In digital health circles, the term “mental health” is out and “digital behavioral health” is in.
A New York-based startup called AbilTo is among the most well-funded in that group. And the company just landed an additional $6 million in financing for its technology that remotely delivers “behavior interventions to high-cost medical populations.”
What this means in practice is that AbilTo has devised an eight-week program for folks with chronic and/ or traumatic health conditions, such as diabetes, to stay emotionally and physically healthy in between doctor’s visits.
Among other things, the company connects these patients with a therapist, who can help them manage stress and anxiety. This service is delivered remotely using a secure video link or telephone.
On the backend, the company measures the magnitude of this behavior change and provides some transparency to validate any health outcomes (and potential savings).
For folks with chronic conditions, paying medical bills is a huge expense for employers and insurers. If AbilTo can prompt these populations to change their behavior, it could relieve the financial burden for health plans and plan sponsors.
For this reason, AbilTo is under pressure to forge partnerships with employers and insurance providers. The company has been making steady progress. Through a recent agreement with Aetna (this key partnership was likely instrumental in helping AbilTo secure its second round of institutional funding), AbilTo’s team can access thousands of potential health recipients in all 50 states. AbilTo also disclosed that it has forged a partnership with Costco to serve its 174,000 employees, and it’s also working with other large enterprises.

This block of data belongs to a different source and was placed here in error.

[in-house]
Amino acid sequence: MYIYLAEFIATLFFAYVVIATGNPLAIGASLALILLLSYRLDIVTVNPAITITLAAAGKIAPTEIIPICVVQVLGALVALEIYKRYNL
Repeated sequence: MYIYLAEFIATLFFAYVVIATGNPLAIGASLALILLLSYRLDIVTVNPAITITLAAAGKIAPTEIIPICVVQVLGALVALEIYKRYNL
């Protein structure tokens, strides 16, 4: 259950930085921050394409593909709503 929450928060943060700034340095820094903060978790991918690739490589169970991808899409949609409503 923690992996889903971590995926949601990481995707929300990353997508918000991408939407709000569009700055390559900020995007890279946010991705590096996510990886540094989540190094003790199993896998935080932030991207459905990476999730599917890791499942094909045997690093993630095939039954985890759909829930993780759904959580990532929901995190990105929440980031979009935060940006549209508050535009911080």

Jeff Makowka, a senior strategist at AARP, the most powerful lobby for senior citizens, has been tracking the company since the early days. He recalls the company struggling to gain traction and was concerned that it wasn’t differentiated from the competition. Early-stage startups Empower Interactive and Talk Session have a similar digital behavioral health offerings.
However, Makowka is keeping a close eye on tele-psychiatry startups, like AbilTo, which deliver care remotely. “They demonstrated how much longer and more engaged people are with tele consults for therapy as it avoids the stigma and inconvenience of going to the therapist’s office,” said Makowka in an email. “That makes a lot of sense.”
The funding comes from the Blue Cross Blue Shield venture capital fund, which holds $305 million under management, and Chicago-based venture firm Sandbox Industries. 406 Ventures, which led the first round institutional funding, also participated in the round.